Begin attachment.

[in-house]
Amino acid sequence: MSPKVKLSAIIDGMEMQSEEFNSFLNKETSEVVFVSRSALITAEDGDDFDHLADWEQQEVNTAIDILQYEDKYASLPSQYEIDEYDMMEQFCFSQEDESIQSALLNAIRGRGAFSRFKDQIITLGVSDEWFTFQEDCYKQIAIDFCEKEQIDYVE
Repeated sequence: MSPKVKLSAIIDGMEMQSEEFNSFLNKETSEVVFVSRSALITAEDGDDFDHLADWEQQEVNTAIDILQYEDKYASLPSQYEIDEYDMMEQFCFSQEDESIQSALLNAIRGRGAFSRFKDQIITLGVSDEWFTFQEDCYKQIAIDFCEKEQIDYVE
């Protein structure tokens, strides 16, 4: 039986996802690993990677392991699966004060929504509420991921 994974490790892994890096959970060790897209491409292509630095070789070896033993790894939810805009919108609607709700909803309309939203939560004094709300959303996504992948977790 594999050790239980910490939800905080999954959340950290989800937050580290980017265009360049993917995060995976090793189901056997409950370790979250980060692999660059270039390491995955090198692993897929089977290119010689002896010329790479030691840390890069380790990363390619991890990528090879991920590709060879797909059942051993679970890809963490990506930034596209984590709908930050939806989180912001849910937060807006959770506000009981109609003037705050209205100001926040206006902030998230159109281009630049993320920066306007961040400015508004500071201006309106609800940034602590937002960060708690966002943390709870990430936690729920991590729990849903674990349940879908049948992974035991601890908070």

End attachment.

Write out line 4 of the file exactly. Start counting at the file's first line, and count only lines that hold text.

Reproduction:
């Protein structure tokens, strides 16, 4: 039986996802690993990677392991699966004060929504509420991921 994974490790892994890096959970060790897209491409292509630095070789070896033993790894939810805009919108609607709700909803309309939203939560004094709300959303996504992948977790 594999050790239980910490939800905080999954959340950290989800937050580290980017265009360049993917995060995976090793189901056997409950370790979250980060692999660059270039390491995955090198692993897929089977290119010689002896010329790479030691840390890069380790990363390619991890990528090879991920590709060879797909059942051993679970890809963490990506930034596209984590709908930050939806989180912001849910937060807006959770506000009981109609003037705050209205100001926040206006902030998230159109281009630049993320920066306007961040400015508004500071201006309106609800940034602590937002960060708690966002943390709870990430936690729920991590729990849903674990349940879908049948992974035991601890908070």